"He needs some time to get some answers and then he's going to stand up and answer every question. I admire that courage," said Red Sox general manager Theo Epstein.
In the past, Ortiz never shied away from speaking out against users of performance-enhancing drugs. Some of his most candid comments came back on Feb. 16, the first day he reported to Spring Training.
"I would suggest that everybody get tested, and not randomly," Ortiz said that day. "You go team by team and you test everybody, three, four times a year, and that's about it. You do what you've got to do ... ban them for the whole year [if they test positive]. You're going to get respect from the players when they know they're going to get tested. Let's test the whole team, three or four times a year. I know they can do that. Believe me, if someone was using steroids, it would show up. Because the way they test you, it's not a joke."
In the same interview, Ortiz mentioned that he didn't like allegations of past PED association coming to light. He thought that was counterproductive to the cleaning up of the game.
"All the drama of bringing guys to court and acting like they are serious criminals, it doesn't look good for the game. What is happening right now is about something that happened in the past. It's not something that is happening right now. Everything was banned in, what, 2004?"
A platoon player for the Twins prior to arriving in Boston for the start of the 2003 season, Ortiz became a beloved figure at Fenway. He finished fifth in the American League's Most Valuable Player voting that season.
But it was in 2004, when the Red Sox broke an 86-year World Series championship drought, that Ortiz reached iconic status. After belting 41 homers during the regular season, Ortiz produced a walk-off homer in the 12th inning of Game 4 of the American League Championship Series against the Yankees and ended Game 5 with an RBI single in the 14th. Those two hits helped the Red Sox become the first team in Major League history to overcome a 3-0 deficit in a postseason series.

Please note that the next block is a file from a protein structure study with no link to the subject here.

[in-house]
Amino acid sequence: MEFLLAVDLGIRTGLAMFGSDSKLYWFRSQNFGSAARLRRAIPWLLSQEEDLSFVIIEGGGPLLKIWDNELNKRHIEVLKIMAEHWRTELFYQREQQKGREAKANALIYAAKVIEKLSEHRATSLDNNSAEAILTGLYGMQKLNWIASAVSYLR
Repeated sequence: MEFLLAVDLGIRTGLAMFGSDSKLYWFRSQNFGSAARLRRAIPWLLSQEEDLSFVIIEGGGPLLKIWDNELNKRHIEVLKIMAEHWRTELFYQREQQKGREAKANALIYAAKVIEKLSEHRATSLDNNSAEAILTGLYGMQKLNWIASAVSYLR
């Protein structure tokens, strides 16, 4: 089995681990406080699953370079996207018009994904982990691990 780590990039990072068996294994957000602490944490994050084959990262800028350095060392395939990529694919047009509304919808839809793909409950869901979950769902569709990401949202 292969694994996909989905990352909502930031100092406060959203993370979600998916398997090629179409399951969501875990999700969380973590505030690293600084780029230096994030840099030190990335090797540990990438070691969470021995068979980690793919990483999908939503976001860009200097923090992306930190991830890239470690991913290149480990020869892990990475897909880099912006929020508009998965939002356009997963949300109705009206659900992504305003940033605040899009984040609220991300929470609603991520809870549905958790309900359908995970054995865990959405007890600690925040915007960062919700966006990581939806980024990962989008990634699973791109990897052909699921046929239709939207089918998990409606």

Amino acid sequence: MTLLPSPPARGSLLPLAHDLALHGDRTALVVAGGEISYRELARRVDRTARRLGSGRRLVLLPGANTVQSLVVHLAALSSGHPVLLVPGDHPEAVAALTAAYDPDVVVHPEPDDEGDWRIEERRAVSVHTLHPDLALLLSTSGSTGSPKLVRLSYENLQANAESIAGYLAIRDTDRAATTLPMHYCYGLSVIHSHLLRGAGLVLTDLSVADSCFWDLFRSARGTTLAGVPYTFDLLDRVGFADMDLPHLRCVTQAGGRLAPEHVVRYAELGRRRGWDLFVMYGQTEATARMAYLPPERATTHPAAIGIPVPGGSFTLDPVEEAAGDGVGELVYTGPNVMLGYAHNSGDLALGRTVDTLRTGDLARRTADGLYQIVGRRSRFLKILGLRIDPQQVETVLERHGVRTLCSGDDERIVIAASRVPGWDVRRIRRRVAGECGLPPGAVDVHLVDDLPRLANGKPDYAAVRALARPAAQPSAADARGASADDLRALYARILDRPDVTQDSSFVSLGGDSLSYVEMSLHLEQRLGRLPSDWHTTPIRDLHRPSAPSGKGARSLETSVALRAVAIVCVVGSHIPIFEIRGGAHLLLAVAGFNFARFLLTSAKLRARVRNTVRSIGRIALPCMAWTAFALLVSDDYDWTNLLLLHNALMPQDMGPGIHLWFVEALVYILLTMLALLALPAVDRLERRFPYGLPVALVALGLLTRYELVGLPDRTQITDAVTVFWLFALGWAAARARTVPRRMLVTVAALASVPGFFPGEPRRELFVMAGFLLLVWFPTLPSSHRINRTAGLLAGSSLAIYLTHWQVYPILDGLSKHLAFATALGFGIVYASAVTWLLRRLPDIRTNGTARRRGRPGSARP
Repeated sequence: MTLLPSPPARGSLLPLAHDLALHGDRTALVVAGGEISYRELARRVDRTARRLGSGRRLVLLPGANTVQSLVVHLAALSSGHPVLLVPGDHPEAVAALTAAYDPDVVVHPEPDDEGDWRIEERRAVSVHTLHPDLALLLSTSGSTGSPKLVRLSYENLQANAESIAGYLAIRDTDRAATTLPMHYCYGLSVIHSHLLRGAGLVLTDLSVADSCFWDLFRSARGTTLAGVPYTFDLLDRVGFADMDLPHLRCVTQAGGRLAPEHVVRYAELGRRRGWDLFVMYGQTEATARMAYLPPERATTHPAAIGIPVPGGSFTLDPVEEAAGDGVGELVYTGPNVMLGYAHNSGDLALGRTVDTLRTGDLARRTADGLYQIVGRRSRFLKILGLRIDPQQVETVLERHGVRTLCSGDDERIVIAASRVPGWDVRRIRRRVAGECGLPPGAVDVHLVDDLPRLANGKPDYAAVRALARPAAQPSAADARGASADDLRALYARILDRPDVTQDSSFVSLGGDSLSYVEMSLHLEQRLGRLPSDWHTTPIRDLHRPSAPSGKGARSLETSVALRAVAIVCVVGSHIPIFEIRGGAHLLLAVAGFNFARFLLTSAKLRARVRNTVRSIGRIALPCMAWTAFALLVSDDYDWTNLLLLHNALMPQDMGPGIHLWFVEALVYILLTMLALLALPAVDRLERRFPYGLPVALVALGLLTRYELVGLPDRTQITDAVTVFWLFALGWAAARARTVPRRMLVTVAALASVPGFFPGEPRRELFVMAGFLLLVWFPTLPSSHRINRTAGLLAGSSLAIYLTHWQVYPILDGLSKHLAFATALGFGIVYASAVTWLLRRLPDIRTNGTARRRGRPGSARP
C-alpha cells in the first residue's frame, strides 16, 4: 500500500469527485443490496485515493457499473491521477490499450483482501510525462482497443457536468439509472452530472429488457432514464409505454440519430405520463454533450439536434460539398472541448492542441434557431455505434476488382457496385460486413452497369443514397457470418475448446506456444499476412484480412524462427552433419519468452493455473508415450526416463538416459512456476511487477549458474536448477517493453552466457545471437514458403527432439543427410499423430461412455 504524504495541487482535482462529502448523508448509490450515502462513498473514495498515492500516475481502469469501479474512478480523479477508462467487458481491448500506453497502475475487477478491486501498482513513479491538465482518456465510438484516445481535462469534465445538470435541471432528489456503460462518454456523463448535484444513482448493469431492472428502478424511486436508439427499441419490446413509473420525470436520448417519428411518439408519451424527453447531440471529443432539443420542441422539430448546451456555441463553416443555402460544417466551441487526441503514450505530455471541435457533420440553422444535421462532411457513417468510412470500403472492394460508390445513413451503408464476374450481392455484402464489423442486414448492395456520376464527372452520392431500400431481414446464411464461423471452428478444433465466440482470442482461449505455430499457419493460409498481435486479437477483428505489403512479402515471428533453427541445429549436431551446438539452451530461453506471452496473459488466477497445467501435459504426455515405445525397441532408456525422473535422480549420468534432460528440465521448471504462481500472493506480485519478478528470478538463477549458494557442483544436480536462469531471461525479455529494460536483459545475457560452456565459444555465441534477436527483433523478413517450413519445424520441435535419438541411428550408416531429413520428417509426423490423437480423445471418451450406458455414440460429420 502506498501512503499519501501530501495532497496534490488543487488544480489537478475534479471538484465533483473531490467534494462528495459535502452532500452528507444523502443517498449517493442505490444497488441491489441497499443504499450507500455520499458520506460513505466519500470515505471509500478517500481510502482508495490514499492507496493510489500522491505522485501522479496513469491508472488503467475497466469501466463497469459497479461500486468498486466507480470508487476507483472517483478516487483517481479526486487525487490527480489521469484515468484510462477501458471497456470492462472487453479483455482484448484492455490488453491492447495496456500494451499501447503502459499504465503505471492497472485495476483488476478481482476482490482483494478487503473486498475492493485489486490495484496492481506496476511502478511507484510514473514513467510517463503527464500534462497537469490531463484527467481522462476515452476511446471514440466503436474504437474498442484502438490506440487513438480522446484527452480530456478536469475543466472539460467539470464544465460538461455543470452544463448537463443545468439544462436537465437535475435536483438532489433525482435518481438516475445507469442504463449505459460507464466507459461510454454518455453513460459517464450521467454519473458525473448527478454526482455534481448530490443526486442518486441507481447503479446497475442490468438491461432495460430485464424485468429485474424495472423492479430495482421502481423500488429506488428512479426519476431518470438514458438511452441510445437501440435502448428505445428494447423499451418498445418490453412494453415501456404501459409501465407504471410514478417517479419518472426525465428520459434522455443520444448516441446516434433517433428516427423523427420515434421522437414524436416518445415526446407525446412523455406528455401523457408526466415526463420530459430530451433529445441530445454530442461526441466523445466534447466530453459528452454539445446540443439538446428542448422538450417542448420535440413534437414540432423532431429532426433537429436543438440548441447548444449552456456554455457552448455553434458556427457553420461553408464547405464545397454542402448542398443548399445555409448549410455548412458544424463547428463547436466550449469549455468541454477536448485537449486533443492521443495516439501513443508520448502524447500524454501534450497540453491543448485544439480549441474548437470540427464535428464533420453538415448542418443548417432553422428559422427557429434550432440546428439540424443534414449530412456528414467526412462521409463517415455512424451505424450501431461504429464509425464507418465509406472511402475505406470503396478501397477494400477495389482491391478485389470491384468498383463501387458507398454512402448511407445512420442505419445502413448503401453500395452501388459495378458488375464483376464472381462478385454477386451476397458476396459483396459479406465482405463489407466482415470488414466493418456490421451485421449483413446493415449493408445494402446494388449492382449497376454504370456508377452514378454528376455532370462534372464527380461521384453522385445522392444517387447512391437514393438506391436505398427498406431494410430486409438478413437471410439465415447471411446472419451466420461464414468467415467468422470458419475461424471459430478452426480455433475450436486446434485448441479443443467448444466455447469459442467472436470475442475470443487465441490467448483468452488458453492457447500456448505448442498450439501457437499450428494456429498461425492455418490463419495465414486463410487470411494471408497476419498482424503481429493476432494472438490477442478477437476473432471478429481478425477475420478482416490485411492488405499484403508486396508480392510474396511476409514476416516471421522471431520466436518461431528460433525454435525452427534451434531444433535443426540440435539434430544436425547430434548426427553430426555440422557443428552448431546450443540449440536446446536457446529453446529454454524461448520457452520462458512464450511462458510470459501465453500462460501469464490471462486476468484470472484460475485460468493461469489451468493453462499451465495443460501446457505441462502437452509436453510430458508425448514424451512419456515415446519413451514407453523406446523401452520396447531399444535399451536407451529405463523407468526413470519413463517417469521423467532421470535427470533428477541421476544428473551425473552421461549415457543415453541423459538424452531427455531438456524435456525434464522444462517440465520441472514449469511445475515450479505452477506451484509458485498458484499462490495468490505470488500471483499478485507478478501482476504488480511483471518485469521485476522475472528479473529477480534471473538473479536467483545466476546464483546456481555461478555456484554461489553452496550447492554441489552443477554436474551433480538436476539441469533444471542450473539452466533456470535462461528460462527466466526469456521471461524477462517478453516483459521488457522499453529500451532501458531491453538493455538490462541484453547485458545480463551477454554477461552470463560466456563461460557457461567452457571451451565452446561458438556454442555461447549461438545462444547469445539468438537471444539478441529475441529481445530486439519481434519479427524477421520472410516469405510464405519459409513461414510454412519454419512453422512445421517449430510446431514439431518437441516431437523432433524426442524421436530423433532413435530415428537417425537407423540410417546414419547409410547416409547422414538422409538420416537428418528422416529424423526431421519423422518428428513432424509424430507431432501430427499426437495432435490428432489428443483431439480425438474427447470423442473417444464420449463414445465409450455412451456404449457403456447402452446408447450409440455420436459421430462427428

Ortiz raised his game to an even higher level in 2005, finishing second to Alex Rodriguez in the MVP race and clocking 47 homers. In '06, he established a franchise record with 54 home runs.
In 2008, Ortiz started having his first significant periods of adversity during his time with the Red Sox. He got off to a slow start to the season and on May 31, suffered a torn tendon sheath in his left wrist, forcing him to miss nearly two months.
Ortiz got off to the worst start of his career this season, going homerless until May 20 and not hitting his second homer until June 6.
From that point on, Ortiz started to hit for the type of power his fans have become accustomed to, including Thursday afternoon's three-run missile into the bleachers in right-center.
After his dramatic home run, Ortiz got such loud roars from the Fenway faithful that he came out of the dugout for a curtain call.
Ortiz was asked what he had to say to the fans based on all the events of Thursday.
"Thanks for everything. Like I say, my whole life, my whole career that I've been around here, I've been what I am," Ortiz said. "Like I say, honestly, I'm going to get to the bottom of this and you guys are going to hear from me in the next few days."
Ian Browne is a reporter for MLB.com. This story was not subject to the approval of Major League Baseball or its clubs.